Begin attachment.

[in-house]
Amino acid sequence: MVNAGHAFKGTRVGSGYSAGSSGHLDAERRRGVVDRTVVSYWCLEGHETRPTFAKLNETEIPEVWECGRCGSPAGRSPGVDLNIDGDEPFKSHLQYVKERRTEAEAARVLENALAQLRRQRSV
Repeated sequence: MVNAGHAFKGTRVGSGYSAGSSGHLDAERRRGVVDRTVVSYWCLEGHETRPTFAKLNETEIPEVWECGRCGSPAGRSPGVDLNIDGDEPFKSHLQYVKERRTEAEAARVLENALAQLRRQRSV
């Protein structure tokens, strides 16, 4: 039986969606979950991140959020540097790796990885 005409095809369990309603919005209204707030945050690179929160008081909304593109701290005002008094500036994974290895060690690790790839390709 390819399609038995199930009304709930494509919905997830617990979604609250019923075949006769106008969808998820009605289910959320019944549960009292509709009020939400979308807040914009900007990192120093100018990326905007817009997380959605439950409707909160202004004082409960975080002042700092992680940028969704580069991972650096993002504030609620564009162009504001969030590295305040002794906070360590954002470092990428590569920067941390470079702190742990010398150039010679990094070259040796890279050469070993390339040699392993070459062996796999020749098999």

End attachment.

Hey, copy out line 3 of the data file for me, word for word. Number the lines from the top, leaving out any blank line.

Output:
Repeated sequence: MVNAGHAFKGTRVGSGYSAGSSGHLDAERRRGVVDRTVVSYWCLEGHETRPTFAKLNETEIPEVWECGRCGSPAGRSPGVDLNIDGDEPFKSHLQYVKERRTEAEAARVLENALAQLRRQRSV